Wizard World took people’s money to go to their show to see the “pros” they listed, without checking to see if ANY of these “pros” are actually “Pros.”
The other people who are to blame are the other pros. Sixty percent of Artist Alley doesn’t deserve to be there as far as I’m concerned. You have half-assed mini-comics, half-assed slice of life comics crapped out in-between semesters, and while [there are] stoned, sad, wannabe artists with crappy photoshopped drawings of superheroes that have been made into “prints” (WHICH IS ILLEGAL BY THE WAY), people have been accusing old Rob of plagiarism. Well, guess what? He’s not actually a plagiarist, he’s a BOOTLEGGER. Making multiple copies/prints of your drawing of someone else’s character is copyright infringement and bootlegging. Every Artist Alley I go to has five to ten of these goofs selling copies/prints of someone else’s character – Batman, Superman, Spider-Woman in cheesecake poses…that is against the law. And when I see a real fraud, I tell the convention operator. What’s wrong with the rest of you?! How hard is it to look to your left and ask the guy “who the hell are you?”
The Artist Alleys at these shows are a refugee camp of broken dreams and people with such skewed self image issues that they don’t realize how little talent they actually have. It doesn’t need to be that way. The convention operators need to start weeding out the crap, and we fellow professionals need to start putting pressure on them to do so.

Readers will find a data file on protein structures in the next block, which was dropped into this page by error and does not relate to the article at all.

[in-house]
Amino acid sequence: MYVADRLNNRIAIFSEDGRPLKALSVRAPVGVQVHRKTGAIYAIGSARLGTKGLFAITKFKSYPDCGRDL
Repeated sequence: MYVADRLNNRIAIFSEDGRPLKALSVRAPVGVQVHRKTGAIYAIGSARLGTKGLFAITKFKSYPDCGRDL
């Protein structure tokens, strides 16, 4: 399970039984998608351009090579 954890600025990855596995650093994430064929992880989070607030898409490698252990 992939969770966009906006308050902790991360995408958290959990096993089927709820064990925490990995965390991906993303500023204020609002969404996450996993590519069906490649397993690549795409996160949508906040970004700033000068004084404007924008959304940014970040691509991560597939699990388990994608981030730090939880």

I don’t know what’s wrong with everyone else’s self esteem, but I personally take offense to, after ten years of hard work to get where I am, being categorized and placed in the same section as some dopey kid with Kinko’s made comics, and 40-year-old goof balls who want to play “artist” one week out of the year. Now, if you are a smaller show with only one section…well…what can you do, I guess, but Wizard World has no excuse for respected industry professionals to be next to some guy with four page mini-comics that he made the night before. And don’t get me started on web-comic makers with zombie computer programs that click 50,000 times a day on a strip NO HUMAN ACTUALLY READS. You wanna complain and look down on Rob…great…now start looking down and complaining about the rest of them. Artist alley doesn’t need to be a joke. People with actual credentials shouldn’t be lumped in with wannabes.
I will admit there needs to be a place for people to get started, to get their feet wet. Some people in that Alley are getting started, and honestly driven to make a go of it. All the more reason to weed out the frauds! I’ll leave the judgment up to you fellow pros; is the joker next to you in Artist Alley producing something of merit, or is he making half-assed crap to impress a girlfriend, get cheap passes, stoke a distorted ego, or SELL BOOTLEG PRINTS? You need to start judging. It takes very little effort to assess the people around you, and let the convention operator know that you don’t appreciate being next to/in the same category as a fraud.